The effect of graphic cigarette warning labels on smoking reaction among university students in Selangor, Malaysia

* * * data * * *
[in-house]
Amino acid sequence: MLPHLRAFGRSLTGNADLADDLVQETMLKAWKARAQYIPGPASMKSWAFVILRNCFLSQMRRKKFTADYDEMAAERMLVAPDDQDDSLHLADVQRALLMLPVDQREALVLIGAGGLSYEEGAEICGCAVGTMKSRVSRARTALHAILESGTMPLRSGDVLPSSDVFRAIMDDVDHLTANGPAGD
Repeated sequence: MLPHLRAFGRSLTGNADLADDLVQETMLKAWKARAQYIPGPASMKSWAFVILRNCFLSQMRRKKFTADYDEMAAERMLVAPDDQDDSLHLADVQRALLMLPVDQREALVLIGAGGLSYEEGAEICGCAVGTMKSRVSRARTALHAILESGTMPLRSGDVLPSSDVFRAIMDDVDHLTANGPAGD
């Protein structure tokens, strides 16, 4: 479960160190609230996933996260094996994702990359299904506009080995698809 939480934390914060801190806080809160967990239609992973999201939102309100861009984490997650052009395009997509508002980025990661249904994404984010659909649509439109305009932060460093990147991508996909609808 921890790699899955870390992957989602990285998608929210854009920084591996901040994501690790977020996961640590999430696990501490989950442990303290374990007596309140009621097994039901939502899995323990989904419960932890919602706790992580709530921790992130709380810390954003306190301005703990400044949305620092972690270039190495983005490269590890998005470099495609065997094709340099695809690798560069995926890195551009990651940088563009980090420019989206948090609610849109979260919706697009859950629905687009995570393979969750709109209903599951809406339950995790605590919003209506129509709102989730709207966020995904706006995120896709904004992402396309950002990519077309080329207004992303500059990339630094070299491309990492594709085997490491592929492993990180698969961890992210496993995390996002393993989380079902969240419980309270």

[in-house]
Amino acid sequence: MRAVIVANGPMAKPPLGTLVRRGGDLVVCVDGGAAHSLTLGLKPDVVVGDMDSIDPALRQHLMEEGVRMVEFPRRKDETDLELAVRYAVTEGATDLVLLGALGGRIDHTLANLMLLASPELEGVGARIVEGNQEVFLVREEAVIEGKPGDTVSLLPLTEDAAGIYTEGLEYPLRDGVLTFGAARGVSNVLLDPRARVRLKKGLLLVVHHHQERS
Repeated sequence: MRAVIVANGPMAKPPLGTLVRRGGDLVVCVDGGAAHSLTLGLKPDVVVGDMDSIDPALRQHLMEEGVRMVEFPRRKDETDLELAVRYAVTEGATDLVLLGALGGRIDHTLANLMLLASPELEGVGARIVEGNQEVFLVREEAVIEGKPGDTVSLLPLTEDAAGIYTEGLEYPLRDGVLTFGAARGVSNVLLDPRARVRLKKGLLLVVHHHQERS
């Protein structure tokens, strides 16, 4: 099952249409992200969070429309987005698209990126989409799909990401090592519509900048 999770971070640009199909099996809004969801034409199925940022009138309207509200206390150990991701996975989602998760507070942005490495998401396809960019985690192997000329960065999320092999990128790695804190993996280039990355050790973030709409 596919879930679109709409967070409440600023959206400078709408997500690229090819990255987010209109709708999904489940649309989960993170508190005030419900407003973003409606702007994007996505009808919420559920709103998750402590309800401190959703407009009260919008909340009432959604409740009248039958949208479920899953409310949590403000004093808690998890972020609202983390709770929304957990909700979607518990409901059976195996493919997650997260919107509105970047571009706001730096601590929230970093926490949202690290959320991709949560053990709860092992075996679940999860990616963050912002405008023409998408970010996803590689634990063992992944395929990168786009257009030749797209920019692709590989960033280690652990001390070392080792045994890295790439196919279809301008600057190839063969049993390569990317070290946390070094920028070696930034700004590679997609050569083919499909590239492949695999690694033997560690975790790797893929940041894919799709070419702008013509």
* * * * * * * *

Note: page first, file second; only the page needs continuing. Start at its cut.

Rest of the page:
Substantial literature revealed that graphic tobacco warnings are effective in assisting smoking cessation. However, there is limited evidence among university students in Malaysia. This research was designed to assess the effect of graphic cigarette warning labels on warning salience, cognitive and behavioural reaction among university students. A survey was conducted among 300 UniKL MFI male students. Respondents were assessed on smoking habits, knowledge and responses towards graphic cigarette warning. This research found that graphic warnings had impacted the smokers on the label salience (61%). However, the graphics label least impacted the cognitive reaction and intention to quit. This indicated that graphic warning labels failed to influence the smokers to forgo cigarettes and avoid the warning label (91% and 75% respectively). In contrast, smokers who were aware of the health risk as well as having the intention to quit smoking increased statistically the odds of noticing and reading the label (odds ratio [OR]=17.232; 95% CI=5.496–54.028) and behavioural reaction of forgoing cigarettes and avoiding the warning label (OR=16.528, CI=3.087–38.494). The finding has clearly shown that creating awareness of the health risks of smoking yield positive results in pictorial warning label salience and behavioural reactions towards the warning label.
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